The main trail within the area is Barr Trail. It is a 13 mile, 8000-foot trek from Manitou Springs to the Summit of Pikes Peak. Locals hike this trail all year long, but in the winter it can become very icy on the switchbacks, especially in the shade so be cautious. Additionally in winter, once the trail gets above timberline, it can become obscured and difficult to find in all the snow; usually crampons and an ice axe are needed in winter. A good intro to the trail is to walk the 7½ miles to Barr Camp where you can get updated weather info and restock on supplies. While Barr Trail is impressive, its sheer length is what makes it so daunting and difficult. The first few miles are very difficult, with many switchbacks, with the next few miles leveling out and offering the occasional view of the Summit. After you leave Barr Camp, you once again begin to climb in earnest. This is where the altitude starts to affect a person's metabolism. If you don't have a plan for coming down, be prepared to walk back down. Thunderstorms in the summer and snow in the winter can shut the summit house down and prevent the trains and highway staff from making it to the summit or force their early departure. For this trek, ALWAYS have extra warm (rain/snow proof) clothing and plenty of water and snacks! Check out Matt Carpenter's website for more info on this trail or stop by the Cog Railway Depot to pick up a map for $0.25.

Other seasonal trails in the area include:

Cheyenne Canyon (with trail map)

Cheyenne Mountain State Park (with trail map) - note that there is a day fee for this park unless you own a Colorado State Park Pass

Aiken Canyon (with trail map) - allows hikes on Saturday, Sunday, and Monday – no pets or bikes allowed



BIKE AND RIDE THE TRAIN


Interested in combining the best of both worlds in the Pikes Peak Region? Why not ride the Cog Railway to the summit and take a bike ride down the highway? Below are the links to two mountain bike companies, not affiliated with the Pikes Peak Railway, that offer this adventurous trip:

Challenge Unlimited

Pikes Peak Mountain Bike Tours



BIKING IN THE AREA


Colorado Springs, Manitou Springs and the Pikes Peak Region offer incredible opportunities for hikers of all types; whether you are a world-class competitor or a weekend warrior, there are great trails and roads to be explored. Colorado Springs is world-class in its variety of hiking, running, and biking trails and offers access and proximity to amenities like top-notch lodging and dining. These trails are almost totally deserted on weekdays, even in the height of summer! Scroll down for more information on Road Biking and Mountain Biking Trails.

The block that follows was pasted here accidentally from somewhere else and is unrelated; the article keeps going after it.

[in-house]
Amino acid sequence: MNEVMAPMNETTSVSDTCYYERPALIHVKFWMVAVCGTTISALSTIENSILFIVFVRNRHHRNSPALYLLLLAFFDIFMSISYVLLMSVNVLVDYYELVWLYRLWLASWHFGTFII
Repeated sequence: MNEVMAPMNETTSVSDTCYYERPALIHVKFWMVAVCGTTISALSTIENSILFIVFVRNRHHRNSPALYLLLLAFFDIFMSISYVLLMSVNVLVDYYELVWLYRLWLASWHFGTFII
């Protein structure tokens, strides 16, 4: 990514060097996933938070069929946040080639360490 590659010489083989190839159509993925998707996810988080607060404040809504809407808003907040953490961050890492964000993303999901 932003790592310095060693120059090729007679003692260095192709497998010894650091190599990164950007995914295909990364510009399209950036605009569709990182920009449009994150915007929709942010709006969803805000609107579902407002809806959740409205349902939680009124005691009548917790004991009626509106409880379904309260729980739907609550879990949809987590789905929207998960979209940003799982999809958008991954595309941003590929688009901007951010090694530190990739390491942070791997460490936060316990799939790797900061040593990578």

ROAD BIKING

Road biking is great in Colorado Springs. There are numerous bike paths and side streets that are ideal for biking, especially in mid-afternoon. Due to our temperate climate, roads can be ridden year-round EXCEPT after heavy snows. It usually only takes three full days of sunshine and most of the streets are once again clear, but be sure to watch out for loose gravel dropped by snowplows.

Garden of the Gods (with map) is an incredible ride, offering not only a tremendous workout, but fantastic views of the rock formations and city below. All of the roads in the Garden of the Gods area are accompanied by a bike path.

The Air Force Academy is once again open to road bikers! Check out the 12½ mile loop and the Air Force Cycling Team's map. Please note that you MUST have a valid photo ID to get on the Academy grounds.

Just to the east of Colorado Springs are numerous small roads that stay dry all year long where you can put in some serious miles. Check out Mapquest or Google Maps to find these roads: Squirrel Creek Rd., S. Peyton Highway, Hanover Rd., Old Pueblo Rd., or Link Rd. You can also head west of Colorado Springs to Woodland Park and ride Highway 67 to the town of Deckers.

MOUNTAIN BIKING

2014 – COLORADO SPRINGS NAMED IN TOP 10 BIKING CITIES

What is Colorado Mountain Biking? Colorado Mountain Biking is single track and the more the merrier. It also means...mountains, and Colorado Mountains mean snow; so "true" mountain biking in Colorado Springs and the Pikes Peak region is all seasonal (generally mid-April through Thanksgiving). There are some exceptions where you can get the Colorado mountain bike experience all year long: Palmer Park, Ute Valley, Garden of the Gods and parts of Red Rock Canyon. Finally, mountain biking in Colorado also means CLIMBING AND DESCENDING, so we like the trails that go up, up, up and then down, down, down...

EPIC RIDE #1